Proofreading Service - Pain in the English
Proofreading Service - Pain in the English

Your Pain Is Our Pleasure

24-Hour Proofreading Service—We proofread your Google Docs or Microsoft Word files. We hate grammatical errors with passion. Learn More

Proofreading Service - Pain in the English
Proofreading Service - Pain in the English

Your Pain Is Our Pleasure

24-Hour Proofreading Service—We proofread your Google Docs or Microsoft Word files. We hate grammatical errors with passion. Learn More

Discussion Forum

This is a forum to discuss the gray areas of the English language for which you would not find answers easily in dictionaries or other reference books.

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Latest Posts : Usage

Andrew Cuomo, in his popular COVID press conferences, often uses the words “dose” and “dosage” interchangeably (at least so it seems). Here is an example:

“We have the operational capacity to do over 100,000 doses a day — we just need the dosages.”

Here is another:

“To date, New York has administered 2.5 million dosages, with about 10% of New Yorkers receiving their first dose. Ninety-two percent of dosages allocated to the state to date have been used.”

I thought “dosage” refers to the amount in a dose, like x milligrams. A single dosage can have multiple milligrams, so, when you pluralize “dosage,” what exactly are you referring to, if not the number of doses?

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I recently ran across the working word in a document that was: “re-substantial.”

Even if it were only listed as "resubstantial," my question is this: Is this even a real word? If it is, what on earth does it actually mean?

Your help is greatly needed.

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Is it grammatically ok to use the adjective “respective” with a singular noun ?

Many dictionaries such as Longman define the term “respective” as follows.

used before a plural noun to refer to the different things that belong to each separate person or thing mentioned.

But, I often see “respective” used with a singular noun as follows (cited from an Internet site).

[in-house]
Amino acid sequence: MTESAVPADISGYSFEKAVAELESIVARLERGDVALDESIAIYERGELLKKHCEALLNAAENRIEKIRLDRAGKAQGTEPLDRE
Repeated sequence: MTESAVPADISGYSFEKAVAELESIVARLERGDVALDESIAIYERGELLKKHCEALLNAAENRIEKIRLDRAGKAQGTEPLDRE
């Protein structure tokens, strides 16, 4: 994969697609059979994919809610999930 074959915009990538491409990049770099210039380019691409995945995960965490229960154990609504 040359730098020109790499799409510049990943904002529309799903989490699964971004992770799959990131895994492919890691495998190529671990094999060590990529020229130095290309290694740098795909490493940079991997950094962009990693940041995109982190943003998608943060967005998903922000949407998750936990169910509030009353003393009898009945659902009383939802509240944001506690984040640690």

Each of the Division’s three regional offices - in Chicago, New York, and San Francisco - handles criminal matters arising in its respective area and serves as the Division’s liaison with U.S. attorneys, state attorneys general, and other regional law enforcement agencies.

I wonder if the above usage is now common, though it is gramatically incorrect.

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In our office we are advocates for our client and in representing what we do with a client we have times that we advocate for our clients. I am under the impression that you can advocate for your client to do something with them and several of my co workers disagree stating that you can only advocate for them to receive something with another provider or resource. Who is corrent? examples:

Can you correctly say:

“the care support provider provided advocacy in encouraging the client to participate in therapy” or the “Care manager advocated with the client to participate in therapy weekly.”

Can we advocate for a client to do something that they are recommended to do. Using advocated in the place of “encouraged”

office question responses appreciated.

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In some recent fiction books written by American authors, I have seen the word “acclimated” as in “...she took a day to become acclimated to her new area.”

Shouldn’t this word be “acclimatised” or is this a case of American’s using one word and New Zealanders using another, both for the same purpose?

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I’m reviewing a New Zealand scientific report which uses the word ‘equivalency’. This sounds to me like an Americanisation of the word ‘equivalence’, both being nouns but with the redundancy of an additional syllable in ‘equivalency’.

As we use British English (despite word processing software trying to force American English upon us) I’m inclined to use ‘equivalence’.  What do you think?

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It grates every time I hear a local radio traffic reporter say “there is an accident just prior to the Erindale Rd turn-off.” 

I believe I’m right in thinking the word ‘prior’ is more correctly used in a time context, meaning earlier than or sooner than. 

Thoughts?